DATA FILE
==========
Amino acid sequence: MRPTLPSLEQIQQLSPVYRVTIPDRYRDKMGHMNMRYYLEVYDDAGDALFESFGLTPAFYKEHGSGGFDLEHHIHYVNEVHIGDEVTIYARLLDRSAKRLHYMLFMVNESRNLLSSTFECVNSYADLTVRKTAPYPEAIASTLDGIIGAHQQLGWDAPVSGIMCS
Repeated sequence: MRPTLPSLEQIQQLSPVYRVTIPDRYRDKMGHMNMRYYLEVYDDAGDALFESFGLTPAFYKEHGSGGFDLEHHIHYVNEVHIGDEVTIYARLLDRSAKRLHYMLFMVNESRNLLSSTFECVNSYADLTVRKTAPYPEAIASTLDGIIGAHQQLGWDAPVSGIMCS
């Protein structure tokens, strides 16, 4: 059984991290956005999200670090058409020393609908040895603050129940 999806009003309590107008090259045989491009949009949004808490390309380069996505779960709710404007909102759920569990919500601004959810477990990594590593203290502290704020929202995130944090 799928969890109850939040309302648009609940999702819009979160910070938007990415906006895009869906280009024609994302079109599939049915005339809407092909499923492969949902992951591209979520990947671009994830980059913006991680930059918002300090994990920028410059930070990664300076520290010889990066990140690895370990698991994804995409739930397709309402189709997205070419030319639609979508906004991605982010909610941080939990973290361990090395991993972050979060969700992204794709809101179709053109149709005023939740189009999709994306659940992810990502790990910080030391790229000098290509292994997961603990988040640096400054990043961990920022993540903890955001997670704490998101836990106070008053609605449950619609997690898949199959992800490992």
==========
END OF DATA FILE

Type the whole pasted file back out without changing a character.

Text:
Amino acid sequence: MRPTLPSLEQIQQLSPVYRVTIPDRYRDKMGHMNMRYYLEVYDDAGDALFESFGLTPAFYKEHGSGGFDLEHHIHYVNEVHIGDEVTIYARLLDRSAKRLHYMLFMVNESRNLLSSTFECVNSYADLTVRKTAPYPEAIASTLDGIIGAHQQLGWDAPVSGIMCS
Repeated sequence: MRPTLPSLEQIQQLSPVYRVTIPDRYRDKMGHMNMRYYLEVYDDAGDALFESFGLTPAFYKEHGSGGFDLEHHIHYVNEVHIGDEVTIYARLLDRSAKRLHYMLFMVNESRNLLSSTFECVNSYADLTVRKTAPYPEAIASTLDGIIGAHQQLGWDAPVSGIMCS
């Protein structure tokens, strides 16, 4: 059984991290956005999200670090058409020393609908040895603050129940 999806009003309590107008090259045989491009949009949004808490390309380069996505779960709710404007909102759920569990919500601004959810477990990594590593203290502290704020929202995130944090 799928969890109850939040309302648009609940999702819009979160910070938007990415906006895009869906280009024609994302079109599939049915005339809407092909499923492969949902992951591209979520990947671009994830980059913006991680930059918002300090994990920028410059930070990664300076520290010889990066990140690895370990698991994804995409739930397709309402189709997205070419030319639609979508906004991605982010909610941080939990973290361990090395991993972050979060969700992204794709809101179709053109149709005023939740189009999709994306659940992810990502790990910080030391790229000098290509292994997961603990988040640096400054990043961990920022993540903890955001997670704490998101836990106070008053609605449950619609997690898949199959992800490992």